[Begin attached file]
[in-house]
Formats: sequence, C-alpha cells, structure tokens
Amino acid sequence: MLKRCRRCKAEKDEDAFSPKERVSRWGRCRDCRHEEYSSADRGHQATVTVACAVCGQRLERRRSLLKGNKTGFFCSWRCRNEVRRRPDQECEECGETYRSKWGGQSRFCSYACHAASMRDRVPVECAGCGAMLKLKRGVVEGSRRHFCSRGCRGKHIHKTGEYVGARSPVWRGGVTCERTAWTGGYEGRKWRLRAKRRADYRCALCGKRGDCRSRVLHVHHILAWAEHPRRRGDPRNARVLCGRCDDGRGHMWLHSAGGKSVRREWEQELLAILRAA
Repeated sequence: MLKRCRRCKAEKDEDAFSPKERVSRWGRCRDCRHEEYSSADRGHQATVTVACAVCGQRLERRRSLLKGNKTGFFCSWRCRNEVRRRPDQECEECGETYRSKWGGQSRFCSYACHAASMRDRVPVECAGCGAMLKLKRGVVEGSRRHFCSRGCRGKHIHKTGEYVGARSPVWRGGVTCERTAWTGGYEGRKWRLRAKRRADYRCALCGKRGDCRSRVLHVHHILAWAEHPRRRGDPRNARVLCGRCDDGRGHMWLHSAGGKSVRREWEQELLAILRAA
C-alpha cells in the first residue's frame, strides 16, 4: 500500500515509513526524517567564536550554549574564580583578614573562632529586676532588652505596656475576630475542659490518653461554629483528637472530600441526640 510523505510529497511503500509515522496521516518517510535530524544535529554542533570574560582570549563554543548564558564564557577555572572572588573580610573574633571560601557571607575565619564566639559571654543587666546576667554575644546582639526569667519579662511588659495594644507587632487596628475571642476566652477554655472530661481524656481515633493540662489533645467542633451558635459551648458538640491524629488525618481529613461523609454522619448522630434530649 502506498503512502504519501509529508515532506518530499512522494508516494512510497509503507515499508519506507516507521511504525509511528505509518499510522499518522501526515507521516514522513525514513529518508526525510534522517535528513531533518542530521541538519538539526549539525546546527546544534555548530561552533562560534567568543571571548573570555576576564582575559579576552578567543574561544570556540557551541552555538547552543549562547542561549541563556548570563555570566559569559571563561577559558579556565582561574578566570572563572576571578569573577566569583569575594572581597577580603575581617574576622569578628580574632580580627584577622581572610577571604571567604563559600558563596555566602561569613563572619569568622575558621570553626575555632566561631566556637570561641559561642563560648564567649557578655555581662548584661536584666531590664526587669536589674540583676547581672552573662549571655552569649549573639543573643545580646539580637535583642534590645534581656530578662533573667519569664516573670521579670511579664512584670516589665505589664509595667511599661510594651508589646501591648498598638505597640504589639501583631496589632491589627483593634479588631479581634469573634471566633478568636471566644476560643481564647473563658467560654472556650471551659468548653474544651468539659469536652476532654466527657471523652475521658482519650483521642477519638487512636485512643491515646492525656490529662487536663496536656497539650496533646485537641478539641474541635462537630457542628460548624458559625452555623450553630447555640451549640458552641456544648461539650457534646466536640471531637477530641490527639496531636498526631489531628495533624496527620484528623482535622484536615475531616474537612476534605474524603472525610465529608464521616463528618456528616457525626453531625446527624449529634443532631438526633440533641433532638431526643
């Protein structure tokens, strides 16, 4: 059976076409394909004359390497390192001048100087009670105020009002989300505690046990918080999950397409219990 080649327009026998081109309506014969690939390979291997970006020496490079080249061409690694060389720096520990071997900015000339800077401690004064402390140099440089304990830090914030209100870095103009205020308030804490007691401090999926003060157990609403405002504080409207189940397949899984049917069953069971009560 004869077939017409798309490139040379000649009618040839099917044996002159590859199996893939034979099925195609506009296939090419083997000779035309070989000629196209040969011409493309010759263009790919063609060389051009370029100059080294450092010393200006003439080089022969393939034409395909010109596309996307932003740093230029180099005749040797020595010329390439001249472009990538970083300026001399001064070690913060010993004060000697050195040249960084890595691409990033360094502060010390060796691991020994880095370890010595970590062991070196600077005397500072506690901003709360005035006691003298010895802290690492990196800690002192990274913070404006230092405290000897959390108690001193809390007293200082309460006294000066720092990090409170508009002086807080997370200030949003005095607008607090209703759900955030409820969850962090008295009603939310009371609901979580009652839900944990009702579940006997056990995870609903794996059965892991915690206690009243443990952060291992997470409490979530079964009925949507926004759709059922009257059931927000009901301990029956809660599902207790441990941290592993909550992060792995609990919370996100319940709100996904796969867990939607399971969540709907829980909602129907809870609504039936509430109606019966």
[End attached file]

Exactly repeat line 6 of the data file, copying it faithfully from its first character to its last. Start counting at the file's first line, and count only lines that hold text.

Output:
């Protein structure tokens, strides 16, 4: 059976076409394909004359390497390192001048100087009670105020009002989300505690046990918080999950397409219990 080649327009026998081109309506014969690939390979291997970006020496490079080249061409690694060389720096520990071997900015000339800077401690004064402390140099440089304990830090914030209100870095103009205020308030804490007691401090999926003060157990609403405002504080409207189940397949899984049917069953069971009560 004869077939017409798309490139040379000649009618040839099917044996002159590859199996893939034979099925195609506009296939090419083997000779035309070989000629196209040969011409493309010759263009790919063609060389051009370029100059080294450092010393200006003439080089022969393939034409395909010109596309996307932003740093230029180099005749040797020595010329390439001249472009990538970083300026001399001064070690913060010993004060000697050195040249960084890595691409990033360094502060010390060796691991020994880095370890010595970590062991070196600077005397500072506690901003709360005035006691003298010895802290690492990196800690002192990274913070404006230092405290000897959390108690001193809390007293200082309460006294000066720092990090409170508009002086807080997370200030949003005095607008607090209703759900955030409820969850962090008295009603939310009371609901979580009652839900944990009702579940006997056990995870609903794996059965892991915690206690009243443990952060291992997470409490979530079964009925949507926004759709059922009257059931927000009901301990029956809660599902207790441990941290592993909550992060792995609990919370996100319940709100996904796969867990939607399971969540709907829980909602129907809870609504039936509430109606019966």